Energy Protests in Fragile Settings: The Unruly Politics of Provisions in Egypt, Myanmar, Mozambique, Nigeria, Pakistan, and Zimbabwe, 2007–2017

IDS Working Paper 513 (2018)

How do popular protests about the basics of everyday life, specifically about energy, come about in settings where political authority is fragmented and conflict and repression common? How do state and political actors respond to protests which disrupt social and economic life, and undermine public authority? To what extent do such mass protests, often justified as inherently moral struggles over the basics of everyday life, empower the powerless or hold the powerful to account in such political settings? And how do external actors shape these events? More details


Youth Engagement in the Realm of Local Governance: Opportunities for Peace?

IDS Working Paper 508 (2018)

An interest in young people has gained significant traction in both policy and academic circles over the past ten years, partly informed by the correlations between ‘youth bulges’ and large numbers of unemployed youth and a country’s instability. More details

IDS publications on international development research

Gendered (in)security in South Sudan: masculinities and hybrid governance in Imatong state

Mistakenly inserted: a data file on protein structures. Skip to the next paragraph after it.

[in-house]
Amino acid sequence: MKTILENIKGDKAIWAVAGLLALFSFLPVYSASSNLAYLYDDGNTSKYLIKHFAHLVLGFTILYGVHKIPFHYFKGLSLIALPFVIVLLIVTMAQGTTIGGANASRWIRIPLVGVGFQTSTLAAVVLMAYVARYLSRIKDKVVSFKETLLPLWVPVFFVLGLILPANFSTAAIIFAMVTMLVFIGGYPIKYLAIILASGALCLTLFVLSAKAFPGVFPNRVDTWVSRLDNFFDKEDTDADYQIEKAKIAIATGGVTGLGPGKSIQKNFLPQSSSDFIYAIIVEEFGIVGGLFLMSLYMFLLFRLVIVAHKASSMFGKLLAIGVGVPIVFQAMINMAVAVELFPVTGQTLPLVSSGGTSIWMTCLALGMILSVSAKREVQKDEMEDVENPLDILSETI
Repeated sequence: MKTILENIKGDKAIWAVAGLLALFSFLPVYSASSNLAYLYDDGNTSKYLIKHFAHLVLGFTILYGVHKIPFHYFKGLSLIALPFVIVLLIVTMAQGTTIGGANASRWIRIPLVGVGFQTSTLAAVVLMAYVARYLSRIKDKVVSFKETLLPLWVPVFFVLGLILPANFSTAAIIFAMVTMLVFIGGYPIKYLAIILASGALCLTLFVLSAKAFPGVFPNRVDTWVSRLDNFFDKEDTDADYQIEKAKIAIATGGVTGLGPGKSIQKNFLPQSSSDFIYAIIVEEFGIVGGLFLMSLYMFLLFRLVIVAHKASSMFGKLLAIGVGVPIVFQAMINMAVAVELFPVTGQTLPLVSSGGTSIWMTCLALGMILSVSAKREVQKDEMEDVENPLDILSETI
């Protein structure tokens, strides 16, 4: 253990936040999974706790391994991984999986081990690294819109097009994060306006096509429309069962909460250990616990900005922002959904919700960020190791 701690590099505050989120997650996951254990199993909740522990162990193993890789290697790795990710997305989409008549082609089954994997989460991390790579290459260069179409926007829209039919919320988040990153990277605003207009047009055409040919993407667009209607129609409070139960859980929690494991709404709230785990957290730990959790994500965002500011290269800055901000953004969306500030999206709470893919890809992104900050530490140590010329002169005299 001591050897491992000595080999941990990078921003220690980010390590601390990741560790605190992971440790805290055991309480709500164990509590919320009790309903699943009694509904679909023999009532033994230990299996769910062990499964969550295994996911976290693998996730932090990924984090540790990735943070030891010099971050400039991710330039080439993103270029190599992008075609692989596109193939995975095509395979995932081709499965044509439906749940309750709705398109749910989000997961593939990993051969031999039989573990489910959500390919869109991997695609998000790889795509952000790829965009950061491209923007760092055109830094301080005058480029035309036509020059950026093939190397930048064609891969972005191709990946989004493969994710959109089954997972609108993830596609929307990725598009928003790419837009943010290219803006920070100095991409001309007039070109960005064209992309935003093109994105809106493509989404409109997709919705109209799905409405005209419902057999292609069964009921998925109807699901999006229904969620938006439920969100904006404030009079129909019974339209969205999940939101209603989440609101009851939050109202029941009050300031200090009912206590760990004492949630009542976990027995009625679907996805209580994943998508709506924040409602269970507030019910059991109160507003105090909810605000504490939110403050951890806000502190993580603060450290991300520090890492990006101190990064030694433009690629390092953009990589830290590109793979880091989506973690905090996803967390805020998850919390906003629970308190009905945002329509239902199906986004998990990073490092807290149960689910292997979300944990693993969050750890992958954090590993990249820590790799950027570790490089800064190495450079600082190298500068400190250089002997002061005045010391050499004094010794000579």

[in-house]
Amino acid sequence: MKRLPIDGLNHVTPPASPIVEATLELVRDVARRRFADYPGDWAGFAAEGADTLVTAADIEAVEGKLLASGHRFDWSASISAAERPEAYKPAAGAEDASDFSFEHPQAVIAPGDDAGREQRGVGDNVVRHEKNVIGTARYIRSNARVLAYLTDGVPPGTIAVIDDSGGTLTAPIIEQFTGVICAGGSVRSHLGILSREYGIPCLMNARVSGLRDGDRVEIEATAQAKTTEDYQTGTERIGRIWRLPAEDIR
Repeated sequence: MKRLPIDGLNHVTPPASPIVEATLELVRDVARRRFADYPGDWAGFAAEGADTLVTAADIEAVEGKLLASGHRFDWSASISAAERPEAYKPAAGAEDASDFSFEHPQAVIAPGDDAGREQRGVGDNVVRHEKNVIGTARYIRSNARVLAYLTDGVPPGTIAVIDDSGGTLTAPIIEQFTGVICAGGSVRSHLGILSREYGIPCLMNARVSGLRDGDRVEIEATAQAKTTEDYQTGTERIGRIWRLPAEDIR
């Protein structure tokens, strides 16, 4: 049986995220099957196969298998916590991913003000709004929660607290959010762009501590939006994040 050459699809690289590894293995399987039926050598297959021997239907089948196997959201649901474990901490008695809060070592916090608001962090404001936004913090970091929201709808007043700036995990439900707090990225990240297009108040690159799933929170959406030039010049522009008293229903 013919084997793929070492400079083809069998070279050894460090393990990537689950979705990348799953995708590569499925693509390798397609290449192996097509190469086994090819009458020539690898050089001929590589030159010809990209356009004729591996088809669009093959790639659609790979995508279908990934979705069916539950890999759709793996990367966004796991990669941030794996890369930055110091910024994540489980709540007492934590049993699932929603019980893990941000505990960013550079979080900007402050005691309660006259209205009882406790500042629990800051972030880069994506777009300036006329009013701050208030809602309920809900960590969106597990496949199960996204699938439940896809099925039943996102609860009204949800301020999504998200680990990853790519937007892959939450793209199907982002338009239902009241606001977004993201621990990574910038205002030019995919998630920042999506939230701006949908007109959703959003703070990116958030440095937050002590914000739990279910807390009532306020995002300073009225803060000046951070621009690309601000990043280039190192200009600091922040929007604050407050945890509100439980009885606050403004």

Peacebuilding (2017)

Since the Comprehensive Peace Agreement (CPA) of 2005 ended the civil war between north and south Sudan, many citizens of what is now South Sudan have increasingly felt left behind by their government. More details


Failing Young People? Addressing the Supply-side Bias and Individualisation in Youth Employment Programming

IDS Evidence Report 216 (2017)

International development actors increasingly focus on youth employment as a key development challenge. More details

New Matasa Fellows to make youth employment in Africa their priority

19 Feb 2018
By Marjoke Oosterom, Seife Ayele, Dominic Glover

Private sector is key for inclusive growth and decent jobs in Africa

07 Nov 2017
By Seife Ayele, Dominic Glover, Samir Khan, Marjoke Oosterom

BLOG: What next for young Zimbabweans?

19 Dec 2013
By Marjoke Oosterom

Thematic Expertise:
Participatory methodologies; Politics and Power; Youth Employment and Politics.

Related Programmes and Centres:
Policy Anticipation Response and Evaluation.

Geographic Expertise:
Sub Saharan Africa; Mongolia; South Sudan; Uganda; Zimbabwe.